May 2, 2022

Want to build a US-facing startup? Try working on a European time zone

Operating on Europe time means you don’t have to deal with distracting meetings until later in the day 

Yarden Shaked

3 min read

Yarden Shaked

I used to think startups should be in the same time zone as their customers and investors. 

Given that many startups are targeting the US market or trying to raise from US investors, that means a lot of founders want to be on US time. But it turns out the time zone question is not so clear cut. 

Actually, European time zones might just be the best for early-stage startups who want to grow their business in the US. 

Operating from Europe gives time for deep work

First, a bit of context. Varos’s customer base and our investors are overwhelmingly in the US. I’ve spent a lot of time in both the US and Israel since founding the company. 


Working from Israel means a seven-hour time difference with New York and 10 hours with California. We have every day — in the hours when we're sharpest — to do deep work on product, marketing, strategy and more with no interruptions. Then, at around 4pm, the games begin: demos, support requests, user meetings…

For anyone who's built something, you know how critical deep work is. If you are constantly being interrupted by calls and virtual meetings, how will you have time to sit down and truly build complex features or think through big-picture strategy? That deep work time is even more precious if you’re a startup trying to build something no one has done before. You need quiet time to work through hard problems, have lightbulb moments and be able to brainstorm. 

I feel this acutely when I work from the US. As soon as I wake up, I’m in meetings or putting out fires. With the exception of a few gaps, this goes on until evening when finally I can sit down to work on product or strategy. But by that time, my brain is fried. I’m not in the mental space to do important business-building work.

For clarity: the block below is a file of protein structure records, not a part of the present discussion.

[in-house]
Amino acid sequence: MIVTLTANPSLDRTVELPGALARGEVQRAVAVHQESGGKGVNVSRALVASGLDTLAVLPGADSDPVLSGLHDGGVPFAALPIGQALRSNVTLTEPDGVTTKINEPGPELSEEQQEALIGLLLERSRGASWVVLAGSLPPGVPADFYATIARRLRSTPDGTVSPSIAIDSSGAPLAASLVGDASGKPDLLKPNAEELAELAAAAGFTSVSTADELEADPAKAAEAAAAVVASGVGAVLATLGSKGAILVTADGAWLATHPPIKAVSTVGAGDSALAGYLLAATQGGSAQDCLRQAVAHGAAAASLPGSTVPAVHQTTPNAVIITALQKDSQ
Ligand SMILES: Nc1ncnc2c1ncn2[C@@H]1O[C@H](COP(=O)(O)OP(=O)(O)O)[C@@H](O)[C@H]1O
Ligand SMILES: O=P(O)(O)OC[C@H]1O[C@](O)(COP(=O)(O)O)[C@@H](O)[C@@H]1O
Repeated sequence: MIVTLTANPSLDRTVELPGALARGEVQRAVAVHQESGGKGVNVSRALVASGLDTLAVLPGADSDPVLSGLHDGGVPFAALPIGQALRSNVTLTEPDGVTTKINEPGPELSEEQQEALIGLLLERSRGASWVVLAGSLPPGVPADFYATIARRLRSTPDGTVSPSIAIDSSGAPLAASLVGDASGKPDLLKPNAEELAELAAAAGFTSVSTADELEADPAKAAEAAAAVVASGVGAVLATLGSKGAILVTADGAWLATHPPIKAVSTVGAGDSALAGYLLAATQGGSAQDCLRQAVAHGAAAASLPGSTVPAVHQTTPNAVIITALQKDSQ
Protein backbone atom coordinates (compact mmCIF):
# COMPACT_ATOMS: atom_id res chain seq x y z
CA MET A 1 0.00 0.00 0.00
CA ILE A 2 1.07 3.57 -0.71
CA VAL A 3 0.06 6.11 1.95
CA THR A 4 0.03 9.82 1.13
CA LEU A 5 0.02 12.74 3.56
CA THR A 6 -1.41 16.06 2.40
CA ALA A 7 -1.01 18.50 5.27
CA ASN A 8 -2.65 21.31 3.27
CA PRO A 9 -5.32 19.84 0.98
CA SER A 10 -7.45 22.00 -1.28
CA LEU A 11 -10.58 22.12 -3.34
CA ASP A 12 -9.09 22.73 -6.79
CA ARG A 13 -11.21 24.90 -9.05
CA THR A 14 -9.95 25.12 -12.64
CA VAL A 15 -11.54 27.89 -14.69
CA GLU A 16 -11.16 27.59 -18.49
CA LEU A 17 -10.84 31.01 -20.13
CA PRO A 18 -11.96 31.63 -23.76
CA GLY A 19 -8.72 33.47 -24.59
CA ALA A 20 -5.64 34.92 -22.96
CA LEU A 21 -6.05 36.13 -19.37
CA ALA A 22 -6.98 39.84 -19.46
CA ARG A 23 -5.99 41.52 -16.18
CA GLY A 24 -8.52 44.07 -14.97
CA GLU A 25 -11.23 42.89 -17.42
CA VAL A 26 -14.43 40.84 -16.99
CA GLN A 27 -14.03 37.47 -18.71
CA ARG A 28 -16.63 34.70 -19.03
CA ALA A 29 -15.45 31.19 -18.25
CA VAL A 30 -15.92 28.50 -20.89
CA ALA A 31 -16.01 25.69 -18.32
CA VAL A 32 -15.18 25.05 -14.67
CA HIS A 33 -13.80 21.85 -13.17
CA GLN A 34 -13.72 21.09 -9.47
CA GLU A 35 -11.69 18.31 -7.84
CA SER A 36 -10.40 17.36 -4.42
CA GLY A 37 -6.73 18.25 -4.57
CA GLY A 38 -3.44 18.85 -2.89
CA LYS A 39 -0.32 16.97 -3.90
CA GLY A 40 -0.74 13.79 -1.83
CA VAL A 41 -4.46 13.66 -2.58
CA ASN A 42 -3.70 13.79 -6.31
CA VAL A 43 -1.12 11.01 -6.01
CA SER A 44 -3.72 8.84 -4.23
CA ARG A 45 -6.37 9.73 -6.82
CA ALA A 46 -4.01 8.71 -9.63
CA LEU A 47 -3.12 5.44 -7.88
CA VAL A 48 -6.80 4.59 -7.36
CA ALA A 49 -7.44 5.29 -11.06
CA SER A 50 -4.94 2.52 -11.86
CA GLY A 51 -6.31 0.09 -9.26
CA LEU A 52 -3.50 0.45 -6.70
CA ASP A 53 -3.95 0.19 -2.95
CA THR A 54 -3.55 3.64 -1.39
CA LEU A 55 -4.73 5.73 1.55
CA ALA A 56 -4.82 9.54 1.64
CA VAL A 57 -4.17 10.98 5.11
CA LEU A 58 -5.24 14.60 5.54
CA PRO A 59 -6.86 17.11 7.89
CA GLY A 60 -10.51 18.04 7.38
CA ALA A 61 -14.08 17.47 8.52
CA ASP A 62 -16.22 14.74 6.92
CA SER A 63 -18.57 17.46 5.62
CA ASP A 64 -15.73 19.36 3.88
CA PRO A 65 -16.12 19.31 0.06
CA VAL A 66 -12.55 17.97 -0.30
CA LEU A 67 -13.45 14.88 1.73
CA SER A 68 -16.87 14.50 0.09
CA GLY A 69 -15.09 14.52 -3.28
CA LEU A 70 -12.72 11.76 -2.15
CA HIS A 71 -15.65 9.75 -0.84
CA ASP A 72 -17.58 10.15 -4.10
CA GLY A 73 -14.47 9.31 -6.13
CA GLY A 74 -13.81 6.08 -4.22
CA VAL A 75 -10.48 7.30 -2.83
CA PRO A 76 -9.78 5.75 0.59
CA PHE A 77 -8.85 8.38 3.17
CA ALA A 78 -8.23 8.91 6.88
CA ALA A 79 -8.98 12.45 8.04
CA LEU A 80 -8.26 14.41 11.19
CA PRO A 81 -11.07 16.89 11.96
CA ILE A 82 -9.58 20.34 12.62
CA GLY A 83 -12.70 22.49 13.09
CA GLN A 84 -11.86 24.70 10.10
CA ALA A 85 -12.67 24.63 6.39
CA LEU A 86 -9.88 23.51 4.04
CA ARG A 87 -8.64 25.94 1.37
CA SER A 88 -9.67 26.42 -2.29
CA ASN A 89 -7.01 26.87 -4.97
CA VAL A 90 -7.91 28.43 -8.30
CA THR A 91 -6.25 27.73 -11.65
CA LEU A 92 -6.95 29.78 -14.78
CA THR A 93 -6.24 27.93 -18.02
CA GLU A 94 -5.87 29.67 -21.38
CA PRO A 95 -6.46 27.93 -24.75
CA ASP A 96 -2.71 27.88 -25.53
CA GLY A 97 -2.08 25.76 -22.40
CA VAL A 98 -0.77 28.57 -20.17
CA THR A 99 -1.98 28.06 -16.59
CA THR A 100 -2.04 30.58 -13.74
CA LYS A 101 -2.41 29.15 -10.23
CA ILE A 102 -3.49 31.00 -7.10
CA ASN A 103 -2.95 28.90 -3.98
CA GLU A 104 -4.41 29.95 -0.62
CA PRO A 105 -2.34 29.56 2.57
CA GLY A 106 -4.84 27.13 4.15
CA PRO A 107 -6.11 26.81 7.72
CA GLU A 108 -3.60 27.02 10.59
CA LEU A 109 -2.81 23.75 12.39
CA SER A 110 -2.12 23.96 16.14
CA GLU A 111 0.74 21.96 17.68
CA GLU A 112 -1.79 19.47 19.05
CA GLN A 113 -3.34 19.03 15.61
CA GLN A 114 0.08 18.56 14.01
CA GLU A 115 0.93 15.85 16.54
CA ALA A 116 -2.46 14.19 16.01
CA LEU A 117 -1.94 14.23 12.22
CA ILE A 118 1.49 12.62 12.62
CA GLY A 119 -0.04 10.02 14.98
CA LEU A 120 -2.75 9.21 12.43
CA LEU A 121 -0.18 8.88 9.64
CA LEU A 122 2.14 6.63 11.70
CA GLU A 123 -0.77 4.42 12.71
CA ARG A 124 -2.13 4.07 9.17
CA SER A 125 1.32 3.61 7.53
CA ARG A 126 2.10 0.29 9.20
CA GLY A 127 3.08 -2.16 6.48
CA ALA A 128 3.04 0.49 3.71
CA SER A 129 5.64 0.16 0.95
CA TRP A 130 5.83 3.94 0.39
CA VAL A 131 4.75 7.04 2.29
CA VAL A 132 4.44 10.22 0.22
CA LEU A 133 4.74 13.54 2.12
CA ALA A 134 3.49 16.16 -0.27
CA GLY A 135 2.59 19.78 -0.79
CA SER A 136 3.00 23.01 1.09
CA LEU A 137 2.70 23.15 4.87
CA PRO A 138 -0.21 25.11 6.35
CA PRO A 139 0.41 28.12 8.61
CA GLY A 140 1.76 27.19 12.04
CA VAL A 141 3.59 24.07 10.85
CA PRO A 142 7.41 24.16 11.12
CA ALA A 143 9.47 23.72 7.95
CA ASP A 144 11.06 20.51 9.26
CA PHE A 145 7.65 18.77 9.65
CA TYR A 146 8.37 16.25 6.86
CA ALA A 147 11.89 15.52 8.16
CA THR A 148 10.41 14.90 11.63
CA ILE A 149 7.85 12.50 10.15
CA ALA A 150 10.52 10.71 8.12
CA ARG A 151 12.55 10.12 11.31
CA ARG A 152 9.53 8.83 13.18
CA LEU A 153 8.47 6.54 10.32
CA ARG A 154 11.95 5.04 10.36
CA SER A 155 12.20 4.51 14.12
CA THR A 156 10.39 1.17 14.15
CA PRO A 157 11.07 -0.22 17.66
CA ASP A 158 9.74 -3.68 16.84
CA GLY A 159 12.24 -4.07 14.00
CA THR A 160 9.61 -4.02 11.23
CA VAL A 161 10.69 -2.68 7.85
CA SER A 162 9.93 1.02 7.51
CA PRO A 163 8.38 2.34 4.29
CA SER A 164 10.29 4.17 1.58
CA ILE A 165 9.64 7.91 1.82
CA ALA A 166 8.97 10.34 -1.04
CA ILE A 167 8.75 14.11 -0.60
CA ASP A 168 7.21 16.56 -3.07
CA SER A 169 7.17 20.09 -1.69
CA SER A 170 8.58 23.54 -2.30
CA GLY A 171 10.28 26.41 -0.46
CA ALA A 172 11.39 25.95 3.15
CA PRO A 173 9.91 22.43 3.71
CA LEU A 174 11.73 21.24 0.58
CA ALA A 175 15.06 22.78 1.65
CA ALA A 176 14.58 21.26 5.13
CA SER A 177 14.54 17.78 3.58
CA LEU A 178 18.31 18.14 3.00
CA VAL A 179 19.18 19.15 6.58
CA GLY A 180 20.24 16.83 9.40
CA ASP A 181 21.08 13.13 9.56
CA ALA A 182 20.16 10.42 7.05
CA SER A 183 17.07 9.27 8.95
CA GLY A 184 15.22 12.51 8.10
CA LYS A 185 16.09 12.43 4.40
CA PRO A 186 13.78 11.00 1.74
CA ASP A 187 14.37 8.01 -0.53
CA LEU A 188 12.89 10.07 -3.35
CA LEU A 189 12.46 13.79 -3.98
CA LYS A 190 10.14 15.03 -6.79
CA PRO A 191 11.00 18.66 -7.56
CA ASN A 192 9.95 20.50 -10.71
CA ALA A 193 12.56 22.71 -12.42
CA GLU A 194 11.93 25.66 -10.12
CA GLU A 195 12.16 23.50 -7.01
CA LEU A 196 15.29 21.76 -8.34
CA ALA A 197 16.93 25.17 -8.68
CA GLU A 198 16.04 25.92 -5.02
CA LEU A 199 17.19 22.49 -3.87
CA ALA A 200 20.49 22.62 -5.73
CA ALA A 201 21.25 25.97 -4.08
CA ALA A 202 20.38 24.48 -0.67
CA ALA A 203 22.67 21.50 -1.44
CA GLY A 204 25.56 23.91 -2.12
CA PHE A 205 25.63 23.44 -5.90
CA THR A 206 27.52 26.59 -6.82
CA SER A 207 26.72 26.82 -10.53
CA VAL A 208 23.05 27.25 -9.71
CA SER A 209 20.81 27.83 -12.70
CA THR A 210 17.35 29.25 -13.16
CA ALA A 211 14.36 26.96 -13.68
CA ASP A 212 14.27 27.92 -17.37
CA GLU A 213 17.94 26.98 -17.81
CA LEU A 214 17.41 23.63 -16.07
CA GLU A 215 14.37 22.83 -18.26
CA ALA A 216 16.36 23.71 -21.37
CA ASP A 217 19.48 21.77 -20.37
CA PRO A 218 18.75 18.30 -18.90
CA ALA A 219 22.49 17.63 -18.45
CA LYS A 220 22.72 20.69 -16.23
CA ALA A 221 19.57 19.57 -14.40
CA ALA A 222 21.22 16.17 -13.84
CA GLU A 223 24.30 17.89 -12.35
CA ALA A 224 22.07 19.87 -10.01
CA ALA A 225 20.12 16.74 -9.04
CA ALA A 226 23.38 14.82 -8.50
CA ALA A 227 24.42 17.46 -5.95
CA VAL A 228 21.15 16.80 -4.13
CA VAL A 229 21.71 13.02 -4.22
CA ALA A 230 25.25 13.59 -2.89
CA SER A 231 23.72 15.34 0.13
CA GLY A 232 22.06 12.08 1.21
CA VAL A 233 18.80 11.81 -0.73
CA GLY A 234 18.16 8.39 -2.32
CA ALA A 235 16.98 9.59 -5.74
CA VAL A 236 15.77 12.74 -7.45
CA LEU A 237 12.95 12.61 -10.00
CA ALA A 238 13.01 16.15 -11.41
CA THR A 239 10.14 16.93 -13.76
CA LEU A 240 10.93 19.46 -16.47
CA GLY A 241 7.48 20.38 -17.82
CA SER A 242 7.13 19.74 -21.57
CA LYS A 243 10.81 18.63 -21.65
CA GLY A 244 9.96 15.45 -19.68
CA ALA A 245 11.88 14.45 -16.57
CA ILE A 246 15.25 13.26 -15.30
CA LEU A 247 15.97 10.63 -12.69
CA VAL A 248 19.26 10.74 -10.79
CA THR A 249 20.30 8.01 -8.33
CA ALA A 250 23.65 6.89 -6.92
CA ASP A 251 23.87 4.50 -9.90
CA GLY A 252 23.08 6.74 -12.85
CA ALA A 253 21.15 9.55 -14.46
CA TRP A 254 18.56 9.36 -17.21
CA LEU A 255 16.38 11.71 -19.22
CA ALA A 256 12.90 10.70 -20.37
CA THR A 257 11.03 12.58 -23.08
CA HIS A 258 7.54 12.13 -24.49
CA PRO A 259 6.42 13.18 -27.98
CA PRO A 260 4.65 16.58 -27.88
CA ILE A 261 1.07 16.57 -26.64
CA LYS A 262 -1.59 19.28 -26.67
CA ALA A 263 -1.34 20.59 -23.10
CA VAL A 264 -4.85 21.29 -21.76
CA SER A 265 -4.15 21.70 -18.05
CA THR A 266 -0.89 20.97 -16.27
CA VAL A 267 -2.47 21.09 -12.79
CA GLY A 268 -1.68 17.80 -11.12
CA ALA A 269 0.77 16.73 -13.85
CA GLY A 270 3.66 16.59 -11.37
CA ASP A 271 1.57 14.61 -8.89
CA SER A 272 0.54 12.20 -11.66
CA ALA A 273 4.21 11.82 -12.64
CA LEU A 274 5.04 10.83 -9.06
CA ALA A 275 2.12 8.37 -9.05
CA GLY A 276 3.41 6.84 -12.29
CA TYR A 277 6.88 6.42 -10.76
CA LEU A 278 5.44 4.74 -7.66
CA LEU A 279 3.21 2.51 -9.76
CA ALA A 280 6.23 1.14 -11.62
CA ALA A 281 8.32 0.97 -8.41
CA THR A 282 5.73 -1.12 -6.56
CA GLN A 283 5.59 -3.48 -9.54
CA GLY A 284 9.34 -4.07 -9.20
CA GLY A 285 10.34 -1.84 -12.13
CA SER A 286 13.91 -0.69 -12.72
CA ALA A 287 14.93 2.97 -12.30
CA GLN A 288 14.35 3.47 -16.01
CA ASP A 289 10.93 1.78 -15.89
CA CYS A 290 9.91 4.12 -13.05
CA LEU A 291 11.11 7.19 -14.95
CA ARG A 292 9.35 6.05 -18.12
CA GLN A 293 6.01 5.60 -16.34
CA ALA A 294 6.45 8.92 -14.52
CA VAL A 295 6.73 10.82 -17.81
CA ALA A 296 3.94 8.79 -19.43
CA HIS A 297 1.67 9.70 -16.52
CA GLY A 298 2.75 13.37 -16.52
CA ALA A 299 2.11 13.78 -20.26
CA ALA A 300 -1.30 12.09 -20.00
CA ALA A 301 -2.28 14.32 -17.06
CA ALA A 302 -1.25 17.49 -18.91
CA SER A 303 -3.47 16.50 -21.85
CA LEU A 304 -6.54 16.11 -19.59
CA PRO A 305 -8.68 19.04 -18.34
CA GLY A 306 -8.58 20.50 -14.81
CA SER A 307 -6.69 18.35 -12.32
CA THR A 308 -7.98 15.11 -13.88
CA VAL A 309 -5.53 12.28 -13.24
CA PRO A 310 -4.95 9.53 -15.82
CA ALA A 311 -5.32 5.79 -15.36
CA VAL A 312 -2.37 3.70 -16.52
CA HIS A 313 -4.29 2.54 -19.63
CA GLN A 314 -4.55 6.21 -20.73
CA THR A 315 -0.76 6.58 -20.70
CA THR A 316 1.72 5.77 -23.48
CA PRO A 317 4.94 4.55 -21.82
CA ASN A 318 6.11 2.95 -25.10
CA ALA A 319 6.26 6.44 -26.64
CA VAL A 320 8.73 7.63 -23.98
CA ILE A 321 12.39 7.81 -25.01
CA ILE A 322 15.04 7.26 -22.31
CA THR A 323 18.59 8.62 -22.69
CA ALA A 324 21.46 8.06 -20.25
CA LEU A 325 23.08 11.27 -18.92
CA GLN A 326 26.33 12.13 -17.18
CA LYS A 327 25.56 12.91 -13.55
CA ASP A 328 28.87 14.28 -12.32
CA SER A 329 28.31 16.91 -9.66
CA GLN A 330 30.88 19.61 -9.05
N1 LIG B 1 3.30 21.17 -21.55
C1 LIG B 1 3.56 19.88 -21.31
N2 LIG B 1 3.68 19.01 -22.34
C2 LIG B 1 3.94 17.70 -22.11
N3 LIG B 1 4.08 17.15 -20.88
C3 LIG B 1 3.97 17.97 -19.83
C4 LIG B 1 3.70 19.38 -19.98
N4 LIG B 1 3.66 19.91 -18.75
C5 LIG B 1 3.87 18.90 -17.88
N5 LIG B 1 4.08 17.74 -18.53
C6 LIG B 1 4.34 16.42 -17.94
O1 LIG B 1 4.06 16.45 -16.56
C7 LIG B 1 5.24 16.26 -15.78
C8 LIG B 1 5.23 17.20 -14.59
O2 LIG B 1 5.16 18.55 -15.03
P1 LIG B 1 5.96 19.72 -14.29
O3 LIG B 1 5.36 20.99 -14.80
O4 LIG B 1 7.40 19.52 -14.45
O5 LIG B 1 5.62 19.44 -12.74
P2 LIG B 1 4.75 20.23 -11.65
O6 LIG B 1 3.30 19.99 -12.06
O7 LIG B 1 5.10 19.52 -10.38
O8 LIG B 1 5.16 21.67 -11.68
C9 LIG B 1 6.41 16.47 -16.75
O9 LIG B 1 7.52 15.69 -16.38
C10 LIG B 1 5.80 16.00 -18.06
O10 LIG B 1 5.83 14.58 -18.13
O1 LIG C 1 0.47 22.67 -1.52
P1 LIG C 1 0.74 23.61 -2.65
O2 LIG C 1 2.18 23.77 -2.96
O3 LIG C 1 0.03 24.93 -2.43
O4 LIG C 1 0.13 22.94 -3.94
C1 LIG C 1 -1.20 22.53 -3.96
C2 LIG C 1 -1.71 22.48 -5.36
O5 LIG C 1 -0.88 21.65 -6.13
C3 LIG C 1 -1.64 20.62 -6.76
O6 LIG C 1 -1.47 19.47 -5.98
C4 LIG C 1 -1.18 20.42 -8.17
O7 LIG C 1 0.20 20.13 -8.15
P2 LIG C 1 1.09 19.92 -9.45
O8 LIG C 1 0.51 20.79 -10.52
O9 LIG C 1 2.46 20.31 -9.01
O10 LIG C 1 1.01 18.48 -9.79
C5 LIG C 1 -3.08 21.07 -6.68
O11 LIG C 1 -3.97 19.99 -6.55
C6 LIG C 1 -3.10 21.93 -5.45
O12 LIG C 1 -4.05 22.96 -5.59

As an early-stage company, you’re going to have to work late often anyway. And I think it’s more productive to frontload the deep work earlier in the day when you’re sharp and then meetings instead of vice versa. 

How to collaborate across time zones in a hybrid-work world

But how should founders think about time zones in a world where more companies are moving to fully or partially remote setups? Some startups have team members scattered in time zones across the globe and work asynchronously.  

Our approach is to have everyone on a European time zone, though here and there people might work abroad for a few weeks. We think it’s critical for collaboration — because we’re able to all work together and have meetings together without bending over backwards. There’s something about everyone working at the same time that causes the team to feel a lot more together than everyone working on their own hours. 

And of course, the moment you ask people to be online at a time that doesn’t overlap with working hours where they are based, work-life balance becomes more difficult. Think about working parents who need to take kids to school or someone taking care of a parent. 

Interestingly, other startups with remote work programmes seem to recognise this too. Amsterdam startup MessageBird, for example, lets employees be based anywhere as long as they are in the same time zone as their team. Bitpanda also lets employees work anywhere for 60 working days a year, with the caveat that 80% of their daily working time overlaps with their team’s. 

For all those startups out there who want to crack the US market, I’m long on having your whole team on European time zones. At least at the start when you’re going from zero to one.